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I live in Bedford, England. Having retired from teaching; I am now a research student at the University of Bedfordshire researching into Threshold Concepts in the context of A-level Physics. I love reading! I enjoy in particular fiction (mostly great and classic fiction although I also enjoy whodunnits), biography, history and smart thinking. I have also recently become a keen playgoer to London Fringe Theatre. I enjoy mostly classics and I read the playscripts and add those to the blog. I am a member of Bedford Writers' Circle. See their website here: http://bedford-writers.co.uk/ Follow me on twitter: @daja57

Thursday, 6 September 2018

"The Rooster Bar" by John Grisham

This is the first time I have read a Grisham novel. I like a decent whodunnit but I'm not so hot on thrillers.

Mark and Todd are law students, incurring staggering levels of debt to graduate from a private law school with little prospect of getting employment. Fellow student, manic-depressive Gordy, explains to them and his girlfriend Zola, child of illegal immigrant parents, that the billionaire who owns the law school also owns the student loan company. Then Gordy's body is fished out of the river.

So it starts in a fairly conventional manner. Each character is introduced and each has conflict in their background. Plus they have these crushing debts. And we have a sinister villain lurking in the background.

But the story arc from there is unconventional. The three friends set up an illegal law firm, illegally hustling drunks and drivers at the courts, charging thousand dollar fees to get potential sentences quashed or delayed or reduced. The danger is that each time they stand before a judge they might be asked to show their licences to practise law, which they don't have, and find themselves facing felony chargers. Then they move to personal injury cases and then to represent fake clients in a class action against a bank owned by the evil billionaire. To scam him. Because the irony is that although he is breaking no laws, they are breaking many.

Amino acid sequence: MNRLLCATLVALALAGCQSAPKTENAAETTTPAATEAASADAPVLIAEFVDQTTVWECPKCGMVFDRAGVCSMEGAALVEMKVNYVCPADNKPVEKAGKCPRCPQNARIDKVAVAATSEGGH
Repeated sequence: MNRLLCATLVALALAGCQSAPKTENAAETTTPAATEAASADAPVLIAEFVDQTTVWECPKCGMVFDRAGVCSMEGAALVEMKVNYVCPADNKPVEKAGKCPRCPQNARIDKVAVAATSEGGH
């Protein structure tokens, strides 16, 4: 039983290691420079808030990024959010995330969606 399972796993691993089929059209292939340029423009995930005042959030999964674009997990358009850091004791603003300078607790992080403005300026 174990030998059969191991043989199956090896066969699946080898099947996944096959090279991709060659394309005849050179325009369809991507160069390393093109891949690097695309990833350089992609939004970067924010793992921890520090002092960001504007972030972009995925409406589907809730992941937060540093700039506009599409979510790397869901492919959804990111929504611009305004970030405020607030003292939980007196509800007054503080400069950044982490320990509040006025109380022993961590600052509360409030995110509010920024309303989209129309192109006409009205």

The strapline on the front cover says 'There's one last chance for justice'. It might be argued that what these three law pirates are doing is just because they have been ripped off by the nasty billionaire. But what they are doing is charging poor people fees for legal representation when they are not licensed to offer that. So they aren't Robin Hoods, stealing from the rich, but bandits stealing from the poor. Deliberately so. "Affluency was to be avoided ... Those with money were more likely to know a real lawyer. Poor folks would not ..." (p 170) These three make rather shabby heroes.

The picture it paints of America is of a land drowning in laws, a place where you sue some who is suing you because, you claim, they are suing you contentiously, a place where it seems almost impossible to walk down the street without breaking some ordinance. It isn't surprising that drugs and violence is so prevalent. Where everyone is trying to scam everyone else and where, whenever anything goes wrong, it is an opportunity for further litigation. A place where you have to incur terrible debts to have the opportunity to work long hours just to service those debts. A rat race.

But what surprised me was how the plot meandered. One minute it is about the debt scam, the next about being crooked lawyers. Then we go back to the scammers. And alongside all this, scarcely interacting except for the female character, is the story about illegal immigrants. This book rambled.

Having said that there was plenty of tension; Grisham knows how to keep you reading. Furthermore, it was good that he didn't need to resort to cheap dramatics such as gunshots and shadowy conspirators to achieve the page turning. There was excitement every time a character stood up in court, not knowing if this might be the moment of their unmasking. That's something to learn.

An interesting novel ... but not really a thriller. September 2018; 374 pages

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